Advertising campaign enters new phase this fall

New signs cover the facade and elevator shaft on the Cecil B. Moore subway stop. | Allan Barnes TTN
New signs cover the facade and elevator shaft on the Cecil B. Moore subway stop. | Allan Barnes TTN

Last October, Temple kicked off its “Take Charge” advertising campaign to showcase the “grit” of students and faculty across the university, and show alumni how the institution has evolved in North Philadelphia.

In recent weeks, the campaign added a new TV commercial and advertisements throughout the Cecil B. Moore subway stop.

Murray Peet, associate vice president of integrated marketing, said this phase of “Take Charge” is designed to convey how Temple and the city are becoming more connected.

“Temple’s everywhere now,” Peet said. “One of our goals is to really show the breadth and importance of how much Temple and Philadelphia are intertwined.”

The TV ad, which has aired several times during the Philadelphia Eagles’ preseason games, features close-up shots of Stella the Owl and views of Morgan Hall and Chodoff Field.

The commercial was produced by Gina Benigno, a videographer for the university, and the airing of it was made possible through the university’s partnership with the Eagles, Peet said.

Along with the TV spot, new ads have appeared below and above ground at the Cecil B. Moore subway stop. Peet said SEPTA approached the university about a possible partnership, which resulted in several advertisements and logos spread across the billboards and glass installed on both sides of the subway stop.

“It was an opportunity for us to communicate our brand,” Peet said. “It’s sort of a great announcement that the campus—whether you arrive via regional rail at the Temple University spot, via the subway at Cecil B. Moore, or are driving down Broad Street—it’s another way of saying that you’ve arrived on to this great campus.”

Peet added that he cannot disclose the cost of the subway advertisements because of the university’s agreement with SEPTA.

The current branding at the subway will become more important with the influx of people coming to see Pope Francis in late September. Cecil B. Moore will be one of the few stops operating on the Broad Street Line during the weekend of the papal visit.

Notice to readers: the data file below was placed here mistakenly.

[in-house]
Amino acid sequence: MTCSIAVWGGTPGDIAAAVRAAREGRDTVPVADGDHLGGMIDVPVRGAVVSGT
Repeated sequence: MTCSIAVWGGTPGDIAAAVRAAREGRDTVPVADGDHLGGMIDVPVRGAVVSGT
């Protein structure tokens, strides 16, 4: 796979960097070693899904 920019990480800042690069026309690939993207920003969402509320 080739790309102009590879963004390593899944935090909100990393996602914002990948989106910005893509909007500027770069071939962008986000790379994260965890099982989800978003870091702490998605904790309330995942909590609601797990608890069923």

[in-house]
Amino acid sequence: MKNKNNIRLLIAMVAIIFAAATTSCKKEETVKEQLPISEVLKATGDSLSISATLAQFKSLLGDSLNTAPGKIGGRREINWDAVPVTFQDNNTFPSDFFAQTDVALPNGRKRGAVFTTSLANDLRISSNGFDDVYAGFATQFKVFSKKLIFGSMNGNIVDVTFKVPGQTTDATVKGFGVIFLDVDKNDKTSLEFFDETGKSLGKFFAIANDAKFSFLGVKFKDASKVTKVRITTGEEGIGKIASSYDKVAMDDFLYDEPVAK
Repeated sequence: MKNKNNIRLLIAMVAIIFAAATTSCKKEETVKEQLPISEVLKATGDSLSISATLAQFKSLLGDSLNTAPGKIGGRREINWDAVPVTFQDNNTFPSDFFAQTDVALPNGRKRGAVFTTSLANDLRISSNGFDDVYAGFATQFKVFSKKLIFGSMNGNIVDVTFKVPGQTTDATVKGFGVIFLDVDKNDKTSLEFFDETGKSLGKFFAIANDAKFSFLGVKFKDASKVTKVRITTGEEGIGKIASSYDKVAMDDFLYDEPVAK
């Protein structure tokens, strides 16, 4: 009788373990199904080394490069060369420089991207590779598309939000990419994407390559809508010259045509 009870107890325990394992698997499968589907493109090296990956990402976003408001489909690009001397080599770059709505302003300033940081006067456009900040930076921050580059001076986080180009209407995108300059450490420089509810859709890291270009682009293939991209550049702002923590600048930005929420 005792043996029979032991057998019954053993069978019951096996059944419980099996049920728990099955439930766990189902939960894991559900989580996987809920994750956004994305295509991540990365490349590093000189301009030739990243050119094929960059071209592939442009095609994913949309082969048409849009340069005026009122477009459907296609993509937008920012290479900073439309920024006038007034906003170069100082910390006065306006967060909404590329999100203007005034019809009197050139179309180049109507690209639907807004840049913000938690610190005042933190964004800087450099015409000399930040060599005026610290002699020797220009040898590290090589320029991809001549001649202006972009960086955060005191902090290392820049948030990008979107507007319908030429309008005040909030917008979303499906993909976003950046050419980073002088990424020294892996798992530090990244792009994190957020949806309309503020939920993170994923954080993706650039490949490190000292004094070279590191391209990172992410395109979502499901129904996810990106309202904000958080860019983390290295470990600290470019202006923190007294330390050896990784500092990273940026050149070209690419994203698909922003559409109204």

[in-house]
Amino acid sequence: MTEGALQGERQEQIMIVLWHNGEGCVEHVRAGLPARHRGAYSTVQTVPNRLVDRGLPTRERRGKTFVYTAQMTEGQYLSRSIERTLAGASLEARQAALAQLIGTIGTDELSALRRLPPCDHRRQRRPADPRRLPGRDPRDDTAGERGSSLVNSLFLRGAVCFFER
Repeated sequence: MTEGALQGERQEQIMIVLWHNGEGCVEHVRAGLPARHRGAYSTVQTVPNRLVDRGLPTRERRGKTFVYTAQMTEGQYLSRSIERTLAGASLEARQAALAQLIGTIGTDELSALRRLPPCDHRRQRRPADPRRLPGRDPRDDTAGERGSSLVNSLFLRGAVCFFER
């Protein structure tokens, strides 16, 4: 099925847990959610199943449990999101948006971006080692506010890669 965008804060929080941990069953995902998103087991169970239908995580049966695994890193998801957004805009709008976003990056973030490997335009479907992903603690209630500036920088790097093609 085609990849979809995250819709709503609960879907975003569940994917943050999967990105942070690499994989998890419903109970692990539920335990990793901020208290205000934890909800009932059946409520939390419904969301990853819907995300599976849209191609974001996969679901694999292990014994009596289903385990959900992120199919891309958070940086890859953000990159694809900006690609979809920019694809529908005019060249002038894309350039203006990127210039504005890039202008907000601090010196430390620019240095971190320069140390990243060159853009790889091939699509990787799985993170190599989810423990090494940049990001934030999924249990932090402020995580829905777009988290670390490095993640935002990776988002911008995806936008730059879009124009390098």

“We saw it as an opportunity to build and extend the Temple brand,” Peet said.

Peet said the “Take Charge” campaign, which started 11 months ago, has changed due to the evolution of students and the university itself.

“Many things evolve … a campaign can wear out after a while when people want to see new things, as well having an opportunity to start a play on different leathers,” he said.

He added that a subset of the campaign, the “Hire an Owl” advertisements, showcases the work ethic of Temple students in the workplace.

One area the campaign will continue to address is alumni engagement, where the university has previously struggled. Peet said his office has been working closely with Vice President for Alumi Relations Ken Lawrence Jr. to combat the issue.

The campaign is, however, occurring in the midst of peaks in alumni gifts to the university. Temple broke its fundraising total for the third straight year in July, raising $84.2 million from more than 19,000 donors.

But even with more money flowing in, Peet said work on the campaign is still imperative to spreading Temple’s message.

“We don’t want to rest on our laurels,” he said. “It’s how do we stay on top of that and continue to invest in this great brand so that those numbers don’t change in the short term.”

Steve Bohnel can be reached at steve.bohnel@temple.edu or on Twitter @Steve_Bohnel.

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